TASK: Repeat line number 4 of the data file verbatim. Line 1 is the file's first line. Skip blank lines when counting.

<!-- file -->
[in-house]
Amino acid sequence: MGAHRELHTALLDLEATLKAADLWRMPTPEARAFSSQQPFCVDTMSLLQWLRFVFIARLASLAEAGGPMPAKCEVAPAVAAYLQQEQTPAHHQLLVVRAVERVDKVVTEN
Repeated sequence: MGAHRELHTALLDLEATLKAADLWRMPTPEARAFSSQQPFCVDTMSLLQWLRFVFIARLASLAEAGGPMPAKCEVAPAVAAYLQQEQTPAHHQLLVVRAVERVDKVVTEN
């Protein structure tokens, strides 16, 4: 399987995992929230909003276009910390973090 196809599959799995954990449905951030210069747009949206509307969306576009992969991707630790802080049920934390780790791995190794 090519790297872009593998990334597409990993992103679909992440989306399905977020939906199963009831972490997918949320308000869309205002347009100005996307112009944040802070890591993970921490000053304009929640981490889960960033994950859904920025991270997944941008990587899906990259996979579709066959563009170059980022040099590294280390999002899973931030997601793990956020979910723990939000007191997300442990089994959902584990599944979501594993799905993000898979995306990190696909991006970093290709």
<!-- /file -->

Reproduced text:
């Protein structure tokens, strides 16, 4: 399987995992929230909003276009910390973090 196809599959799995954990449905951030210069747009949206509307969306576009992969991707630790802080049920934390780790791995190794 090519790297872009593998990334597409990993992103679909992440989306399905977020939906199963009831972490997918949320308000869309205002347009100005996307112009944040802070890591993970921490000053304009929640981490889960960033994950859904920025991270997944941008990587899906990259996979579709066959563009170059980022040099590294280390999002899973931030997601793990956020979910723990939000007191997300442990089994959902584990599944979501594993799905993000898979995306990190696909991006970093290709």